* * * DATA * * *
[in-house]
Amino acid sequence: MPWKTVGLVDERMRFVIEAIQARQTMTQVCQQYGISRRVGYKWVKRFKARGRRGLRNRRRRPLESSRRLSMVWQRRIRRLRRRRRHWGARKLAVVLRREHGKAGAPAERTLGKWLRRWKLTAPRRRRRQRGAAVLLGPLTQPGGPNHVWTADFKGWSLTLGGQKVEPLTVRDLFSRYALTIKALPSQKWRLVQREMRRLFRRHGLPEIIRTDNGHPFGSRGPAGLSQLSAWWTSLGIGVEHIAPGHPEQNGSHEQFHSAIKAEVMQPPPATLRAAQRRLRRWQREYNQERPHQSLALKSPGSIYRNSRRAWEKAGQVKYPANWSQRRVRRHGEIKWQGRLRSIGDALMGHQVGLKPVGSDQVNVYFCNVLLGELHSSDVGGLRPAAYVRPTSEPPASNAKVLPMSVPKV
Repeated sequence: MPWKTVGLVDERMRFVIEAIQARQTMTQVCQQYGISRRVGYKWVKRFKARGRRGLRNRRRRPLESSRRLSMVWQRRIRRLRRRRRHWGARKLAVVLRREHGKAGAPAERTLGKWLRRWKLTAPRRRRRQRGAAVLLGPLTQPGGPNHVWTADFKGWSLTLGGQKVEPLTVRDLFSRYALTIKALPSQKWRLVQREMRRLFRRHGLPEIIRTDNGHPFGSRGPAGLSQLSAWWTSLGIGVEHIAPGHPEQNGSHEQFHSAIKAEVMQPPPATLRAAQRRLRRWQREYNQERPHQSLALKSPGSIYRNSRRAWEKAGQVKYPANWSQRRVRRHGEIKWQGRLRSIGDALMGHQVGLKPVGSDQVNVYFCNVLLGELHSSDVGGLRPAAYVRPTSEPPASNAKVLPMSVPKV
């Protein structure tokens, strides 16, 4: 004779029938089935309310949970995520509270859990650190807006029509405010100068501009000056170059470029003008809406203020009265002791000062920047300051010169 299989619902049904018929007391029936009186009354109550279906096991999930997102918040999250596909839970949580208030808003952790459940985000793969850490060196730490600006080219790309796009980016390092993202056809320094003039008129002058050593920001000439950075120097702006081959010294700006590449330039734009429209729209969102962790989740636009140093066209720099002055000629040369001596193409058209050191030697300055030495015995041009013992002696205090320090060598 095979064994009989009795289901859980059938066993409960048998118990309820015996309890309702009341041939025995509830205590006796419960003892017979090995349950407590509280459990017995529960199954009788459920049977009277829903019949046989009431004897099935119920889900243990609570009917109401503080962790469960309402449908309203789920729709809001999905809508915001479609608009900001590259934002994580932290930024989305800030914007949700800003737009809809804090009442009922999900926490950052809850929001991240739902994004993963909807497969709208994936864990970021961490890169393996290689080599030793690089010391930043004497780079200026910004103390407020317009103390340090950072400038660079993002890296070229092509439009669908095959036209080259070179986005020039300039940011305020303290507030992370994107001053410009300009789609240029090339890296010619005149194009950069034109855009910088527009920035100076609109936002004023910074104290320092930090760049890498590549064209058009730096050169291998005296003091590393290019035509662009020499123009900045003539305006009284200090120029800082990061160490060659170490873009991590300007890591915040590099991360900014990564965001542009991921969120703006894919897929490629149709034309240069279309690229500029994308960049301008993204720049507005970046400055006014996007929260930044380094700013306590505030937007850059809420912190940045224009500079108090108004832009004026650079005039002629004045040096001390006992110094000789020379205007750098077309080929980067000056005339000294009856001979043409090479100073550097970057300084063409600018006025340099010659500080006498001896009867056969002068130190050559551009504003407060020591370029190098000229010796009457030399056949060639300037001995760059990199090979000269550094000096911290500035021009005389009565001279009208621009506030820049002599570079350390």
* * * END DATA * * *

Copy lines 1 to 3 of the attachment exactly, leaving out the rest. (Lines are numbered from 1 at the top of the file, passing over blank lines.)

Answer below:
[in-house]
Amino acid sequence: MPWKTVGLVDERMRFVIEAIQARQTMTQVCQQYGISRRVGYKWVKRFKARGRRGLRNRRRRPLESSRRLSMVWQRRIRRLRRRRRHWGARKLAVVLRREHGKAGAPAERTLGKWLRRWKLTAPRRRRRQRGAAVLLGPLTQPGGPNHVWTADFKGWSLTLGGQKVEPLTVRDLFSRYALTIKALPSQKWRLVQREMRRLFRRHGLPEIIRTDNGHPFGSRGPAGLSQLSAWWTSLGIGVEHIAPGHPEQNGSHEQFHSAIKAEVMQPPPATLRAAQRRLRRWQREYNQERPHQSLALKSPGSIYRNSRRAWEKAGQVKYPANWSQRRVRRHGEIKWQGRLRSIGDALMGHQVGLKPVGSDQVNVYFCNVLLGELHSSDVGGLRPAAYVRPTSEPPASNAKVLPMSVPKV
Repeated sequence: MPWKTVGLVDERMRFVIEAIQARQTMTQVCQQYGISRRVGYKWVKRFKARGRRGLRNRRRRPLESSRRLSMVWQRRIRRLRRRRRHWGARKLAVVLRREHGKAGAPAERTLGKWLRRWKLTAPRRRRRQRGAAVLLGPLTQPGGPNHVWTADFKGWSLTLGGQKVEPLTVRDLFSRYALTIKALPSQKWRLVQREMRRLFRRHGLPEIIRTDNGHPFGSRGPAGLSQLSAWWTSLGIGVEHIAPGHPEQNGSHEQFHSAIKAEVMQPPPATLRAAQRRLRRWQREYNQERPHQSLALKSPGSIYRNSRRAWEKAGQVKYPANWSQRRVRRHGEIKWQGRLRSIGDALMGHQVGLKPVGSDQVNVYFCNVLLGELHSSDVGGLRPAAYVRPTSEPPASNAKVLPMSVPKV